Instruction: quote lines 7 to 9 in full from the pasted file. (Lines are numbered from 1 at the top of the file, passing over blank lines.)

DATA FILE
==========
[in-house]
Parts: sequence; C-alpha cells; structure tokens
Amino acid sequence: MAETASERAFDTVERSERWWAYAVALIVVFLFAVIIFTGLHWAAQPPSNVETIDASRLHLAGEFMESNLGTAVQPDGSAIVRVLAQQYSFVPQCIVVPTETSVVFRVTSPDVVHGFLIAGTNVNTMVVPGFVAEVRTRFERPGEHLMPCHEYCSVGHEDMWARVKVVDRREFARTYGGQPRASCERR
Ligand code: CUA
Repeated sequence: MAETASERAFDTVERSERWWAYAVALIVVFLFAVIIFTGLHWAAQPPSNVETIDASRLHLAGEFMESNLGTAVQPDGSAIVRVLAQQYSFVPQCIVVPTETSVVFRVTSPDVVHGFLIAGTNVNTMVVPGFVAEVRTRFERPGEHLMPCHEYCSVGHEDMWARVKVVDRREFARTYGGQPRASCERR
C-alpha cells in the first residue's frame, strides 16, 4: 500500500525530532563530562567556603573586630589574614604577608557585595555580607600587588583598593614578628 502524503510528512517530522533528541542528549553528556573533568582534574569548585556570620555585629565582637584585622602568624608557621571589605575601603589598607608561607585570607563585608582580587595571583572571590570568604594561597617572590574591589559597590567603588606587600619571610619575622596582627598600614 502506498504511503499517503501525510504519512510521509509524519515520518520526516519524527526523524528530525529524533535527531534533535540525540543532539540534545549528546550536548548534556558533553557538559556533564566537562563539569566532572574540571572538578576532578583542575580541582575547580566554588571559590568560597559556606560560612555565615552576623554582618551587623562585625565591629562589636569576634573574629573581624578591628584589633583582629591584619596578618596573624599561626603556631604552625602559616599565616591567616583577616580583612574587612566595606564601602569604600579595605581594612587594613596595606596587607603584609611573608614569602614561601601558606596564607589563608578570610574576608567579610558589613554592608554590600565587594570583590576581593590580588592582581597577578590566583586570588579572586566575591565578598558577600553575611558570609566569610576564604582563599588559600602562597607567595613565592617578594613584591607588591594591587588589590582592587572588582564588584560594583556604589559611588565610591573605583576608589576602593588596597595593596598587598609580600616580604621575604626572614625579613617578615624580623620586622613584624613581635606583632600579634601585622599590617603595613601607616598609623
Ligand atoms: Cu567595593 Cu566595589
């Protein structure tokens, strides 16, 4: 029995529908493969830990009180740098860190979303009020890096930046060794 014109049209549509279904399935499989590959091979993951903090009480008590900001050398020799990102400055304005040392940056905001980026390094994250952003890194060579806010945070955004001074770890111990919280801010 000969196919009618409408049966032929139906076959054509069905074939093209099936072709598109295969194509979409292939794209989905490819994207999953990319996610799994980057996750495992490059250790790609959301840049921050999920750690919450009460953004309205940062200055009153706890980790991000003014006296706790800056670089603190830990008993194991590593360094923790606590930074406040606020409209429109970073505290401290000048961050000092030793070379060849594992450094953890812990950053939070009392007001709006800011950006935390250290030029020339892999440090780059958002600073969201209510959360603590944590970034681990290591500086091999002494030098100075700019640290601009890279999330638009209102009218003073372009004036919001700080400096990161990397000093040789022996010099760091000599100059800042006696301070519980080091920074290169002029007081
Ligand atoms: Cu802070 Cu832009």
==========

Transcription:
Ligand atoms: Cu567595593 Cu566595589
């Protein structure tokens, strides 16, 4: 029995529908493969830990009180740098860190979303009020890096930046060794 014109049209549509279904399935499989590959091979993951903090009480008590900001050398020799990102400055304005040392940056905001980026390094994250952003890194060579806010945070955004001074770890111990919280801010 000969196919009618409408049966032929139906076959054509069905074939093209099936072709598109295969194509979409292939794209989905490819994207999953990319996610799994980057996750495992490059250790790609959301840049921050999920750690919450009460953004309205940062200055009153706890980790991000003014006296706790800056670089603190830990008993194991590593360094923790606590930074406040606020409209429109970073505290401290000048961050000092030793070379060849594992450094953890812990950053939070009392007001709006800011950006935390250290030029020339892999440090780059958002600073969201209510959360603590944590970034681990290591500086091999002494030098100075700019640290601009890279999330638009209102009218003073372009004036919001700080400096990161990397000093040789022996010099760091000599100059800042006696301070519980080091920074290169002029007081
Ligand atoms: Cu802070 Cu832009």